Feeding of beef in Hinduism is a sin in the traditions governing this religion. Majority of Hindus prefer being straight vegans. Lacto-vegetarians exist too among the Hindus. Meat as a dish according to the old and middle-age sacred texts is accepted only if the animals to be partaken are prepared without violence like brutal killings. This is known as ahimsa. Hindus are very considerate and appreciative of nature and its aspects hence its strict dietary norms.
Beef-meat from cows is easily distinguished and highly respected by Hindus. They do not consume it. Does a Hindu eat beef? No. The cow is considered to bring forth life. In the ancient times, bulls and oxen were slaughtered and made sacrifices. Some of its meat was consumed. Cows that were milked were never killed. The onset of Buddhists and Jains brought about strict rules on beef consumption. It was forbidden. These cattle were necessary for butter, dung and milk. Cows should not be mistaken for idols or gods by non-Hindus.
If meat is to be taken among the Hindu, the mode of preparation is precise-jhatka meaning a quick form of death. Inflicting unnecessary
pain on animals is forbidden. The quick death reduces the duration of suffering and pain to animals during the slaughtering process. This is a sensitive issue as some scriptures and hymns completely forbid beef consumption. The Rigveda scripture has a quote that
demands punishment by the Agni god to anyone that kills humans and animals like cattle.
Straight vegans adhere to the Tirukkural verses that condemn beef eating and view it as devouring hurt and wounded flesh. This scripture adds that non-meat eaters are considered highly sacred than any person who strictly follows the Hindu rules. More to it, veneration can only be done by those that have never killed nor partaken meat from any animal.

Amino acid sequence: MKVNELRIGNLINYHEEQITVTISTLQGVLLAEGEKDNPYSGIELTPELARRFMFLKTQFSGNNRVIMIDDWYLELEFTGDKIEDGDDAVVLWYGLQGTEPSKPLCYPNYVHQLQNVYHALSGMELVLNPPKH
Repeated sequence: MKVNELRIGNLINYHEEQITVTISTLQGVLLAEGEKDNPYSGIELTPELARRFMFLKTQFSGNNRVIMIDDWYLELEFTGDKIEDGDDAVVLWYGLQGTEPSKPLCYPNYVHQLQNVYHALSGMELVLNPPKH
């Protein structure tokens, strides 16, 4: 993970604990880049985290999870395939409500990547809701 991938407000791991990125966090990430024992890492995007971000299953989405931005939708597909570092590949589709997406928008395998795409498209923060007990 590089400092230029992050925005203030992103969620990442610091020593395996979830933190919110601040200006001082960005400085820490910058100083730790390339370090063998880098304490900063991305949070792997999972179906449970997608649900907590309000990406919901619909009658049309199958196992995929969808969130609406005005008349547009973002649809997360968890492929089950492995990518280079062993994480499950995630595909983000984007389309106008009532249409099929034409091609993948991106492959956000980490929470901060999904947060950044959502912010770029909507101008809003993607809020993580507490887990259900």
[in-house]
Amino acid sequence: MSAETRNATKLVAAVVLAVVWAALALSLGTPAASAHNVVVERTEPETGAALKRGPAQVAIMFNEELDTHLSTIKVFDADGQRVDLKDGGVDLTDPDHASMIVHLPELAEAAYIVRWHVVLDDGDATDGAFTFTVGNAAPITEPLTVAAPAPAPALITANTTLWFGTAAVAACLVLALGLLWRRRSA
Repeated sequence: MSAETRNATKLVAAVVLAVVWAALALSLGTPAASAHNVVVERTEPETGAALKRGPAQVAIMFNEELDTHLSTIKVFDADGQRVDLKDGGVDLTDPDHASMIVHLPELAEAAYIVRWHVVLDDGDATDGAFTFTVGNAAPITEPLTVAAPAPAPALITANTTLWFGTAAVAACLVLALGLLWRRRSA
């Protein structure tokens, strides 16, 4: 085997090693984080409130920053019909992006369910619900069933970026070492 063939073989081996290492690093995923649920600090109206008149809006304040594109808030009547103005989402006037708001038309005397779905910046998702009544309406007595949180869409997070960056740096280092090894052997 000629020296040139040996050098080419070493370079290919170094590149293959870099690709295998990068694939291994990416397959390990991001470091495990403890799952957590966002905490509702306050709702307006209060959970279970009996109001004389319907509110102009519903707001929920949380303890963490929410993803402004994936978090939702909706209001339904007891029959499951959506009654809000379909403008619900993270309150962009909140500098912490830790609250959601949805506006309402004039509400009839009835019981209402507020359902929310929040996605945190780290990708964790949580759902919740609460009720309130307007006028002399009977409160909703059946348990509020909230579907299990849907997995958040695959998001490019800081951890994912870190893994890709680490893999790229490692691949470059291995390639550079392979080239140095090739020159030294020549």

Expectant mothers in the Hindu religion are allowed to have soup prepared from wild meat called jangala. Not beef from cows. This is stated in the Sushruta Samhita’s Chapter 10. Individuals with major injuries, pregnant mothers, young children at growth spurt and those who indulge in heavy tasks or exercises are allowed to have other meat dishes on condition that caution is taken during preparation except beef. This is clearly stated in Chapter 20 of the Sutrasthanam. A balanced diet though in moderation is accepted by this book.
In Manusmriti, meat eating is highly forbidden unless in conditions like adversity. Nonetheless the meat has to be prepared in a
non-violent manner that reduces the pain and suffering infliction. This Hindu texts in this book continue to explain the brutality cattle and other animals undergo before it can be a meal. Manusmriti advocates for abstinence from beef and meat consumption. The sacred book lists a number of killers-butchers, slaughter men, beef and meat sellers or buyers, anyone that involves in cooking and serving and those that feed on it.
In Chapter 5 of Manusmriti 5:27 rules are clear that only eat meat if your deteriorated health depends on it to recover. The chapter allows rabbit, fish, deer, antelope, sheep, goat, boar and poultry as sacrifice.